Gender pension gap ‘persistent’; effective tools needed to resolve it
Written by Natalie Tuck
The gender pension gap is “persistent” and “effective tools” are needed to overcome it, according to Finland’s Ministry of Social Affairs and Health’s, Saila Ruuth.
Speaking at the Pension Adequacy Conference hosted by the Finnish Centre for Pensions in Helsinki, 17 September, Ruuth gave an overview of the work the department is focusing on.
She noted that the theme of the department’s focus is on the economy of wellbeing, and noted that pensions adequacy has never touched as many people as it does now.
On the subject of the gender pension gap, she said: “Gender equality is an inseparable part of the economy of wellbeing, still today women receive lower earnings related pensions than on average than men do.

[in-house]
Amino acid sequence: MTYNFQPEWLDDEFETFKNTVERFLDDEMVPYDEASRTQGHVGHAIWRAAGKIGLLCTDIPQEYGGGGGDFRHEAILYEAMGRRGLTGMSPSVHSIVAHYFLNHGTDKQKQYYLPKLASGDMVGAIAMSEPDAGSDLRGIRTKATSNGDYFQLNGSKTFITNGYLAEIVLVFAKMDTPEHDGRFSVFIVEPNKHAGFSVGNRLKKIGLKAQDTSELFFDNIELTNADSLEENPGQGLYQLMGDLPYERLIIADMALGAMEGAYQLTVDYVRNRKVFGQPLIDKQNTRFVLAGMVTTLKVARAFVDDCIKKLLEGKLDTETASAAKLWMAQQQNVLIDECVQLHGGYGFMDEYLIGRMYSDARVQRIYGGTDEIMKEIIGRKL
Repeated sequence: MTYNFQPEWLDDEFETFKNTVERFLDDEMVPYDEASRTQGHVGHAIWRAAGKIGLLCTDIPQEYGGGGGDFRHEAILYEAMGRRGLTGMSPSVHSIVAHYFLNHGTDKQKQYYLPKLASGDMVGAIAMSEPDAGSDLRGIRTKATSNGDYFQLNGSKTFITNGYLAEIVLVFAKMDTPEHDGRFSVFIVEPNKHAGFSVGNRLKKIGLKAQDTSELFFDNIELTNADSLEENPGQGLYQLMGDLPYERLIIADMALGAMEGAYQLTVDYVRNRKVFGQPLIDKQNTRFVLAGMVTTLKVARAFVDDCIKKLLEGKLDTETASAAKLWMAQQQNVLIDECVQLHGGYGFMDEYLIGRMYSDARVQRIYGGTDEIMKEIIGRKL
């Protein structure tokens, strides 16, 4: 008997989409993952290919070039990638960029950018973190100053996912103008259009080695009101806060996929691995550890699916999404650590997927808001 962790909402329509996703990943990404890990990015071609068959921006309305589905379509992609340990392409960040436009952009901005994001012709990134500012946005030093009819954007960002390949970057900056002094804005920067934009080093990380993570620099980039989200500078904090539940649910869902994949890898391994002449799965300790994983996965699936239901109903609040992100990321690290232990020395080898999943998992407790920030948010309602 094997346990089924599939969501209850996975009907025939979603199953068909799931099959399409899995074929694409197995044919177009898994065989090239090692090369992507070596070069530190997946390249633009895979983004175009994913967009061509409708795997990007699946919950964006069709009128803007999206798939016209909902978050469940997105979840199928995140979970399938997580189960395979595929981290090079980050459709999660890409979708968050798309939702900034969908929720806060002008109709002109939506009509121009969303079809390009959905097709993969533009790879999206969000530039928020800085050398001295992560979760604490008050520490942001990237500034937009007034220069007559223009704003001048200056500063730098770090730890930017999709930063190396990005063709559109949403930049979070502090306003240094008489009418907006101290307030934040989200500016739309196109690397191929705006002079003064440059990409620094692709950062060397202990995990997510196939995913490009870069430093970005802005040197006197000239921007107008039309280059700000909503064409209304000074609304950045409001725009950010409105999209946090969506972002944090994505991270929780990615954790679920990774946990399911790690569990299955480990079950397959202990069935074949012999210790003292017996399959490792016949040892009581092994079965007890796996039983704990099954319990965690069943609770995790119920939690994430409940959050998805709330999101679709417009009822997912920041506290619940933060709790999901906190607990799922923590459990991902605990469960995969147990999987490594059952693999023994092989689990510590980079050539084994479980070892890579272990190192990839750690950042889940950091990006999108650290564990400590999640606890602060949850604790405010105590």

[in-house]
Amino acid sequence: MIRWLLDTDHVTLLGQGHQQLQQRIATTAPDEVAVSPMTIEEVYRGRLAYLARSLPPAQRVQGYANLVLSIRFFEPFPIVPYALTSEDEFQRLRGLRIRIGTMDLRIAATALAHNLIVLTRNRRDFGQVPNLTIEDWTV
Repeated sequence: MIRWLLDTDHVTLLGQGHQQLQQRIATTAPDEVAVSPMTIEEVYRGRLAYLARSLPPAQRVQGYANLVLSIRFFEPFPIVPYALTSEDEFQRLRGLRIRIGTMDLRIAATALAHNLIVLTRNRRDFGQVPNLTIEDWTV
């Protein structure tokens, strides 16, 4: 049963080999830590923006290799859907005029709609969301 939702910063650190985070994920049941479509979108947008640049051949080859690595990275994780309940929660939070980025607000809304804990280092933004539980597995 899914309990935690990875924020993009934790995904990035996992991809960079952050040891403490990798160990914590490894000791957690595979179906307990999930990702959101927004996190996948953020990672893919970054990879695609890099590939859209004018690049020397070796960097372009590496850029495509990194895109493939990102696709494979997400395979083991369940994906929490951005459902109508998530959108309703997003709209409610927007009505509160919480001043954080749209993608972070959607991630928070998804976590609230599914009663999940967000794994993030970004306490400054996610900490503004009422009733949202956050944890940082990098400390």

“This gender pensions gap has proven to be persistent, therefore, we need to find effective measures to close this gap in the future. This demands measures that extend far beyond pension policies.”
The subject of equal pension rights was also touched on by European Commission (EC), director general, social affairs and inclusion, Katarina Ivanković Knežević, who said that the EC European Pillar of Social Rights emphasizes the importance of equal opportunities for women and men to acquire pension rights.
“Here we can say that equal rules are not enough,” she stated. Therefore, she said that it is important to work towards the total elimination of the gender pensions gap.
A presentation by Social Protection Committee indicators’ subgroup chair, Rudi Van Dam also revealed that females over the age of 65 are much more at risk of poverty than men aged over 65.
In Ireland, it was recently revealed that women recieve 35 per cent less pension income than men in retirement.